Green School
Photo Credit: Green School South Africa

Green School SA shares how educators and parents can teach their children about climate change without making them feel fearful of the future.


South Africa (11 October 2022) – As the world gears up for Global Climate Change Week (GCCW), which takes place from 12 to 18 October, the spotlight is not only on how we can all contribute to taking the world to a sustainable, resilient and zero-carbon future, but also on the issue of ecophobia, an increasingly common phenomenon among children.

A survey published in September 2021 by researchers with the UK’s University of Bath and other schools, in which they spoke to 10,000 people in ten countries, found that almost 60% of youth were either “very or extremely worried” about climate change. Two-thirds said they felt sad, afraid and anxious, while an enormous 77% said that they considered the future to be frightening.

For Green School South Africa, the best way to highlight awareness is by educating our children, empowering them with the knowledge and tools to look after our planet, and to do this while avoiding the very real issue of ecophobia, says Andy Wood, Head of Green School South Africa. Ecophobia – also called eco-anxiety or eco-depression, is a feeling of anxiety over environmental degradation and powerlessness to prevent cataclysmic environmental change.

“Ecophobia is debilitating,” says Wood. “Climate change is ongoing and a global threat, but that is not a constructive message for children. The challenge is HOW to teach children about environmental challenges without creating a sense of anxiety or helplessness.’

As a thought leader in education for sustainability, Green School plays an important role in not just teaching children about environmental challenges but sharing how to teach them.

“The aim is not to overwhelm or scare them, but to inspire our children to be change makers,” explains Wood.

The South African school, which opened its doors in February 2021, is the third in a growing network of global schools that educates for sustainability through community-integrated, entrepreneurial learning, all in a natural environment. Green School SA has used the stepping stones laid out in David Sobel’s Beyond Ecophobia to develop a comprehensive plan that builds a real sense of wonder, joy and connection to nature. Through this appreciation, children develop an intrinsic desire to protect what they have come to love.

Developing a bond with the natural world

“The narrative we share with the different age groups is well thought out and intentional as to what kids are exposed to at different stages so that they are not overwhelmed,” explains Wood.

The approach with pre-primary children is to highlight how beautiful and wonderful nature is and to embrace their wonder and joy when enjoying the outdoors.

“We teach them to look after things and start with small challenges such as reducing waste in the classroom and switching off lights,” says Wood.

From eight to ten, the children are taught about habitats and landscapes. They learn more concrete concepts and are given a geographical understanding of the context within which they exist. A symbiosis with nature remains the common thread throughout. The 11- to 13-year-olds are taught how the changing environment impacts their lives, while at middle school level, the teaching is more project-based with a focus on how human actions, both good and bad, can affect the environment and our planet.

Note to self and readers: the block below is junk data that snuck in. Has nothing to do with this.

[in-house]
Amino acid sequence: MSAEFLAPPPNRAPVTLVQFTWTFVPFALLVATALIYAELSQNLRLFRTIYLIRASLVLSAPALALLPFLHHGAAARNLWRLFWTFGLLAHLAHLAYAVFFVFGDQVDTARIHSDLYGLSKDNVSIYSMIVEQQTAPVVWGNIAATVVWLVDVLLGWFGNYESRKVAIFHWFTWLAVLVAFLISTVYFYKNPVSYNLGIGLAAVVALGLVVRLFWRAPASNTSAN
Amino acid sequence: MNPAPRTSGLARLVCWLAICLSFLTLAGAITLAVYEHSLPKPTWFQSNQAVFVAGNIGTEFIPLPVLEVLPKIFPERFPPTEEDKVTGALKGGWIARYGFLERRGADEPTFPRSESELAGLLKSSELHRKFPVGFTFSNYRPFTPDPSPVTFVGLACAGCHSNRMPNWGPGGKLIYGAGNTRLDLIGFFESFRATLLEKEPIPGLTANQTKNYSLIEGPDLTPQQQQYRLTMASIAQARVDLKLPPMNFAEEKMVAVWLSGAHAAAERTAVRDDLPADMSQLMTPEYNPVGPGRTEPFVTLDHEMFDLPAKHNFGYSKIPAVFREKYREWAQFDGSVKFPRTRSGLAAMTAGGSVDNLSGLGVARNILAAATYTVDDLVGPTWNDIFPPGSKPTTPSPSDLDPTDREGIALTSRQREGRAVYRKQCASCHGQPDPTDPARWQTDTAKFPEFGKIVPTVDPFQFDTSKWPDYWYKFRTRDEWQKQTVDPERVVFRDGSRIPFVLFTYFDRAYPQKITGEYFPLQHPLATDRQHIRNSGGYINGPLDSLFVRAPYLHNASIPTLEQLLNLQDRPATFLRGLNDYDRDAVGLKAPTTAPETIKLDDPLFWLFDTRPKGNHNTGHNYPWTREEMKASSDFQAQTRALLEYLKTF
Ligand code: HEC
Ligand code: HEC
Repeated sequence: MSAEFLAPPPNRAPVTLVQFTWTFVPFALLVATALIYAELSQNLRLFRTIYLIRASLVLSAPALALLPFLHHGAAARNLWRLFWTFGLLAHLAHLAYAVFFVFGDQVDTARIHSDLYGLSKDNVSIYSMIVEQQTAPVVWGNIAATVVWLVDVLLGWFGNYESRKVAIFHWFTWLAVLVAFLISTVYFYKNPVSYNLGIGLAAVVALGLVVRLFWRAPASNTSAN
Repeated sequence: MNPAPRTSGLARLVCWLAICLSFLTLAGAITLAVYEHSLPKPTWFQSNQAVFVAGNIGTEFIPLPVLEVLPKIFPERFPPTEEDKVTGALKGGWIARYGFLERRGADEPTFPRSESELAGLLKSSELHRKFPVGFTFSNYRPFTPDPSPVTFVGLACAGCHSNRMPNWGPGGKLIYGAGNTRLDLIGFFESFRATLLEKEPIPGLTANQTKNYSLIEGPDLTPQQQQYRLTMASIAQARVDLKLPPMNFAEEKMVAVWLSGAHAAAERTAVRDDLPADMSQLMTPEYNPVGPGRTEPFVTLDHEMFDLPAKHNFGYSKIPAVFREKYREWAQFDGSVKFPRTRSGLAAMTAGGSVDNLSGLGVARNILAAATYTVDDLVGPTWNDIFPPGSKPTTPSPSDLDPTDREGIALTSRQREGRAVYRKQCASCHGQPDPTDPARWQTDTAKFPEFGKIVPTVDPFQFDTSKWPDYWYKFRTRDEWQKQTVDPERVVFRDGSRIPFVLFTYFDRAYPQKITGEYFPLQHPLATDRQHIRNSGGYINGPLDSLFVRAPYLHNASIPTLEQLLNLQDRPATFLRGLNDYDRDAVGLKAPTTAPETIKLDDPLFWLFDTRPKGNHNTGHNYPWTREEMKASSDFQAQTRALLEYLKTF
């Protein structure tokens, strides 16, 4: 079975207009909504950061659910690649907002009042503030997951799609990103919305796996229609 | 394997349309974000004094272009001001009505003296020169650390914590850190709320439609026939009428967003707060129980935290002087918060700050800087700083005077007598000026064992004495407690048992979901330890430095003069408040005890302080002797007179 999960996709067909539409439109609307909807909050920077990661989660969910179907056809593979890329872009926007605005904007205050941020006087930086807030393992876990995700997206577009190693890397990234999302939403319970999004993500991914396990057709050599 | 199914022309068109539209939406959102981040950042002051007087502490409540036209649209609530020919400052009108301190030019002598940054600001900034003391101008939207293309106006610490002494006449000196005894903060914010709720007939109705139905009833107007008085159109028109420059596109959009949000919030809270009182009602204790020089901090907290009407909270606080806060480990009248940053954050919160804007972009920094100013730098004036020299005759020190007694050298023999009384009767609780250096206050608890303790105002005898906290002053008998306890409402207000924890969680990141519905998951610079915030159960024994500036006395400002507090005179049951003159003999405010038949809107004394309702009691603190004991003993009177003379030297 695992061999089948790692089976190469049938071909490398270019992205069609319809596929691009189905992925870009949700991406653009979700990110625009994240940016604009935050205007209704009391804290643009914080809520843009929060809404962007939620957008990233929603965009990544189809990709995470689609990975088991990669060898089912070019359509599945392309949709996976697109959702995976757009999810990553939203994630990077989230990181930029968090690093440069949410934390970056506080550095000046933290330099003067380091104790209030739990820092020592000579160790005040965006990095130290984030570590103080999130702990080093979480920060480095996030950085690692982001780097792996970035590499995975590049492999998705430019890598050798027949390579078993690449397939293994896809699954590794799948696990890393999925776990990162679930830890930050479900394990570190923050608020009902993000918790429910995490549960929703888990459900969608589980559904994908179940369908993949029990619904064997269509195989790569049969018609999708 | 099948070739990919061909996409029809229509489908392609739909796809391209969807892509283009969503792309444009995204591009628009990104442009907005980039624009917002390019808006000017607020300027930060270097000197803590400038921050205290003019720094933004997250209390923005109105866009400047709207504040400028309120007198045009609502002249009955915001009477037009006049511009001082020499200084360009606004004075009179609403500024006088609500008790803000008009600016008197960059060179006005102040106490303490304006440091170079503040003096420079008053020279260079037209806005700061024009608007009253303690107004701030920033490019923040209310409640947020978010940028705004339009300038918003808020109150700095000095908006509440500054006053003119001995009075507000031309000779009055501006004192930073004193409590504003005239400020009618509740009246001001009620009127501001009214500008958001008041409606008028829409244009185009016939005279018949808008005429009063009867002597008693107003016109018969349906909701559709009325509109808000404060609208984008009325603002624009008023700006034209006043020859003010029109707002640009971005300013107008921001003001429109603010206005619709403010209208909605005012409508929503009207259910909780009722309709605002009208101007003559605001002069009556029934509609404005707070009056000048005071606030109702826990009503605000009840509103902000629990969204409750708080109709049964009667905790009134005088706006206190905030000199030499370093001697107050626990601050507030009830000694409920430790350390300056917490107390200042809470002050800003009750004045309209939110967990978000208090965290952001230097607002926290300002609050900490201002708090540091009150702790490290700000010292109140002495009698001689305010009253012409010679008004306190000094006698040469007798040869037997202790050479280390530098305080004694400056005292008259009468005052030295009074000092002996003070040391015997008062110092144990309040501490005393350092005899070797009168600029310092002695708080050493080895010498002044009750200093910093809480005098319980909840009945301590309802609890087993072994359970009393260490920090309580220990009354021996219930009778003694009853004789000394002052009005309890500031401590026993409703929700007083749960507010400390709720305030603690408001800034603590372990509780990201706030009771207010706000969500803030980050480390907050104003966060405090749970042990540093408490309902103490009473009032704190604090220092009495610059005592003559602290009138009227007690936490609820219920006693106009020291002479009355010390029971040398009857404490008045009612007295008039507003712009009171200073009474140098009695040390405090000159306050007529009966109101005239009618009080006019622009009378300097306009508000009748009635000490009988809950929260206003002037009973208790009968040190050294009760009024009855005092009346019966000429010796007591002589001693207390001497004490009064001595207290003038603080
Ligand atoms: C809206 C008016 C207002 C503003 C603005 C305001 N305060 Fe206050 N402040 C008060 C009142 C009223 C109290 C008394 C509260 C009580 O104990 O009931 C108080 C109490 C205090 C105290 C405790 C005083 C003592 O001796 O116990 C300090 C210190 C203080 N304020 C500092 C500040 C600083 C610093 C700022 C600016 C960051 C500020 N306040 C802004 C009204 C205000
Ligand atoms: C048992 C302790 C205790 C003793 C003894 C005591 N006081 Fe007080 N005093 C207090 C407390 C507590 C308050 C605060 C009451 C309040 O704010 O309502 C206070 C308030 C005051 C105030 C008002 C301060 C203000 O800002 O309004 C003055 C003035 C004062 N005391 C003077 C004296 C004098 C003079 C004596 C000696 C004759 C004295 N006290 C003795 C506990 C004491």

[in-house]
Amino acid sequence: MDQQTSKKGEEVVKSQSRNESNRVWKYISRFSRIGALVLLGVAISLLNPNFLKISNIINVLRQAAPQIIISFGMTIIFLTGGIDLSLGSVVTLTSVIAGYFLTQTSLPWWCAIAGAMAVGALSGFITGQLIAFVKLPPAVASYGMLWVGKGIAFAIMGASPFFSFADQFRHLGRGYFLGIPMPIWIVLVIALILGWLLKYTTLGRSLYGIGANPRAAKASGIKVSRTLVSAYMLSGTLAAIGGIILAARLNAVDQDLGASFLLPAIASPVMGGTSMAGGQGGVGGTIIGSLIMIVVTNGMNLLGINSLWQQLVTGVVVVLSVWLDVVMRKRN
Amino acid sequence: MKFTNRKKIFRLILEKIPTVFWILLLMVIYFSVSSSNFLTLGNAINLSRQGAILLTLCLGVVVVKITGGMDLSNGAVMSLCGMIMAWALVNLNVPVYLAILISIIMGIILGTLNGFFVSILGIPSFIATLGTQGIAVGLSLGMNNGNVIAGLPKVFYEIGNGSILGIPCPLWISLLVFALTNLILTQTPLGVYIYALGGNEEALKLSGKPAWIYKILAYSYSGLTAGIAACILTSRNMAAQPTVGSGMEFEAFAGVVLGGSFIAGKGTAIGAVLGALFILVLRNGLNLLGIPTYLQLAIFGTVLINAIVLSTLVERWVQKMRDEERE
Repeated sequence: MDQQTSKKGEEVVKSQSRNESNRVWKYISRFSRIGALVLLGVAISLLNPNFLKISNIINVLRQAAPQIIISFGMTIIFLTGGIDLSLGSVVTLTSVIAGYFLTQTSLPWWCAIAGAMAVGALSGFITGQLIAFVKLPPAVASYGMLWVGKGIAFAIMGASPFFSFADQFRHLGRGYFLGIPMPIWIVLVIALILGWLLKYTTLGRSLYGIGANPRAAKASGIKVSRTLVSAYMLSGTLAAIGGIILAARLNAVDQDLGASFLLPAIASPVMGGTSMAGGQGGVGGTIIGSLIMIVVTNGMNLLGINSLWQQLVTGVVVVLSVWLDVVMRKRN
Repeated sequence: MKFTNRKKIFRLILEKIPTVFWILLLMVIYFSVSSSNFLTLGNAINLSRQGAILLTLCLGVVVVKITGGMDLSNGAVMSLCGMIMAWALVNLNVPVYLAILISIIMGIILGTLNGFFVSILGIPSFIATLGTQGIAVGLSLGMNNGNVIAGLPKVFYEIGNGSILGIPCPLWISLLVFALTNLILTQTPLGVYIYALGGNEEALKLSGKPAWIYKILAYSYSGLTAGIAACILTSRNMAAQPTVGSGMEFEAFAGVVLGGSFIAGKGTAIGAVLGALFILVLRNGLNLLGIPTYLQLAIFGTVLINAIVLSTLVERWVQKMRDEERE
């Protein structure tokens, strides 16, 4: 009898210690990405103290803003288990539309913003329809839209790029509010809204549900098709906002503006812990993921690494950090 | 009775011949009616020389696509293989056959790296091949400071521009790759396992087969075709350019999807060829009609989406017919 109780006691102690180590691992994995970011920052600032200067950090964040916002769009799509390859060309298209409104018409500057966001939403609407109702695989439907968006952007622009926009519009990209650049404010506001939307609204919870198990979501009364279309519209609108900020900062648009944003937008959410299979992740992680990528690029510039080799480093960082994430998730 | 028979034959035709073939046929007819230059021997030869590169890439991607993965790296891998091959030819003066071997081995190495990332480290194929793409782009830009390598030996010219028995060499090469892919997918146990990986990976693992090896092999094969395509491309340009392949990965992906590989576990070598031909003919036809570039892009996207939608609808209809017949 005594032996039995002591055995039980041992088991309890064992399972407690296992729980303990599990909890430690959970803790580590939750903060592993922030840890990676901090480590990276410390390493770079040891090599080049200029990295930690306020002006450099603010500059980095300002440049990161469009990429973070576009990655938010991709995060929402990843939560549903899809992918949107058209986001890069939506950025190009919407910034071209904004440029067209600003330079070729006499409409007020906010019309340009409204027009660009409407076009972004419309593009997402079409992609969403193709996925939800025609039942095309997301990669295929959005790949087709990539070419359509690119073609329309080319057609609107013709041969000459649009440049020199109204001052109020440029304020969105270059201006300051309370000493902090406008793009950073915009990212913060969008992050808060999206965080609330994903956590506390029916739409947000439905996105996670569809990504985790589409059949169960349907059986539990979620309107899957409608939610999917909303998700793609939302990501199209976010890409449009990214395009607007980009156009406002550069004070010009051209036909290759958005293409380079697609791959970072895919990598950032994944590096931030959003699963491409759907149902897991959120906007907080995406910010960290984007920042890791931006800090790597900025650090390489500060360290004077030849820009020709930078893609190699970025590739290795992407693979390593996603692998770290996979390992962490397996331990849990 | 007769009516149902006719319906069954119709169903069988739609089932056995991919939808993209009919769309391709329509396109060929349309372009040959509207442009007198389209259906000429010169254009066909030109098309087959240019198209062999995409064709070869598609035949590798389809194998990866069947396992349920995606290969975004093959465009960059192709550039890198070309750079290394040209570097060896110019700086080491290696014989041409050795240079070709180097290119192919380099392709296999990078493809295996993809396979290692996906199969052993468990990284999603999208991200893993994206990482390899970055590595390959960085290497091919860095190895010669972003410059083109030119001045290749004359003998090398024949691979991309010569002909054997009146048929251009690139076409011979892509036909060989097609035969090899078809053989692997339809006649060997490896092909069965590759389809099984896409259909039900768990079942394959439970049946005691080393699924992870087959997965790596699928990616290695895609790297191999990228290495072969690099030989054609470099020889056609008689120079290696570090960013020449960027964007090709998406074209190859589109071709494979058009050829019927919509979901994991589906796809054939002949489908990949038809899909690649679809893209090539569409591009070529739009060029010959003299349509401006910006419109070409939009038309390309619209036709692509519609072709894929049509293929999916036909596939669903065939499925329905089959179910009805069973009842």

Children slowly expand both their understanding of the challenges and the belief in their power to tackle them. Having understood how climate change impacts their school and town, they can then think of solutions for their country and eventually the world. In high school, they are encouraged to participate in debates and discussions and seek solutions for the challenges facing us.

How to help children cope with ecophobia

  • Talk to them about their anxiety and let them know that it’s a rational feeling to have
  • Teach them eco-friendly habits that will help our planet – moving from helpless to helping
  • Show them examples of companies and individuals making changes – create a sense that there is a growing movement, and we get to be part of it
  • Be a role model: recycle, re-use, don’t waste
  • Spend time in nature to encourage an appreciation of the natural environment

Sources: Green School SA
Don’t ever miss the Good Things. Download the Good Things Guy App now on Apple or Google
Have something to add to this story? Please share it in the comments or follow GoodThingsGuy on Facebook & Twitter to keep up to date with good news as it happens, or share your good news with us by clicking here or click the link below to listen to the Good Things Guy Podcast with Brent Lindeque – South Africa’s very own Good Things Guy. He’s on a mission to change what the world pays attention to, and he truly believes there’s good news around us. In the Good Things Guy podcast, you’ll meet these everyday heroes & hear their incredible stories:

Or watch an episode of Good Things TV below, a show created to offer South Africans balance in a world with what feels like constant bad news. We’re here to remind you that there are still so many good things happening in South Africa & we’ll leave you feeling a little more proudly South African.

Facebook Comments

About the Author

Tyler Leigh Vivier is a writer for Good Things Guy.

Her passion is to spread good news across South Africa with a big focus on environmental issues, animal welfare and social upliftment. Outside of Good Things Guy, she is an avid reader and lover of tea.

Leave a Reply

Your email address will not be published. Required fields are marked *